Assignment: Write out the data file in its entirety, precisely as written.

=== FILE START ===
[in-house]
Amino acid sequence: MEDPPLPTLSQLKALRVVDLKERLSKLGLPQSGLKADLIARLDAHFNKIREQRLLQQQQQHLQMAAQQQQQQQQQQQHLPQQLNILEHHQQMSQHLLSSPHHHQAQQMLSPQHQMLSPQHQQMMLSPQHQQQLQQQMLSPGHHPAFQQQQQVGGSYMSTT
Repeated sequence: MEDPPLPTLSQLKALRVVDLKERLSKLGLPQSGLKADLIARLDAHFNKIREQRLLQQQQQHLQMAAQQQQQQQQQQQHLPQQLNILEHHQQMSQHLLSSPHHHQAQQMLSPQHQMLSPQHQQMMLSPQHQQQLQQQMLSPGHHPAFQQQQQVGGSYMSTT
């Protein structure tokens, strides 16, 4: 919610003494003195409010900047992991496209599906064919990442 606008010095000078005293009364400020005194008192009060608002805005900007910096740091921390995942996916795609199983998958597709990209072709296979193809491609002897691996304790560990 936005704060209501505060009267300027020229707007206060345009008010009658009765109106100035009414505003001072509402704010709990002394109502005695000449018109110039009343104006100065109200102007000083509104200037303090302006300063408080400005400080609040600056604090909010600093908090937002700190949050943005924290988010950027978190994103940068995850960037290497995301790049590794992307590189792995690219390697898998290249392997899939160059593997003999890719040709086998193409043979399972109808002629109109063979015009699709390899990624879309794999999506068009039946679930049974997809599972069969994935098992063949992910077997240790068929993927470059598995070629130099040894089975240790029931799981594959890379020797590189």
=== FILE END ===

[in-house]
Amino acid sequence: MEDPPLPTLSQLKALRVVDLKERLSKLGLPQSGLKADLIARLDAHFNKIREQRLLQQQQQHLQMAAQQQQQQQQQQQHLPQQLNILEHHQQMSQHLLSSPHHHQAQQMLSPQHQMLSPQHQQMMLSPQHQQQLQQQMLSPGHHPAFQQQQQVGGSYMSTT
Repeated sequence: MEDPPLPTLSQLKALRVVDLKERLSKLGLPQSGLKADLIARLDAHFNKIREQRLLQQQQQHLQMAAQQQQQQQQQQQHLPQQLNILEHHQQMSQHLLSSPHHHQAQQMLSPQHQMLSPQHQQMMLSPQHQQQLQQQMLSPGHHPAFQQQQQVGGSYMSTT
């Protein structure tokens, strides 16, 4: 919610003494003195409010900047992991496209599906064919990442 606008010095000078005293009364400020005194008192009060608002805005900007910096740091921390995942996916795609199983998958597709990209072709296979193809491609002897691996304790560990 936005704060209501505060009267300027020229707007206060345009008010009658009765109106100035009414505003001072509402704010709990002394109502005695000449018109110039009343104006100065109200102007000083509104200037303090302006300063408080400005400080609040600056604090909010600093908090937002700190949050943005924290988010950027978190994103940068995850960037290497995301790049590794992307590189792995690219390697898998290249392997899939160059593997003999890719040709086998193409043979399972109808002629109109063979015009699709390899990624879309794999999506068009039946679930049974997809599972069969994935098992063949992910077997240790068929993927470059598995070629130099040894089975240790029931799981594959890379020797590189």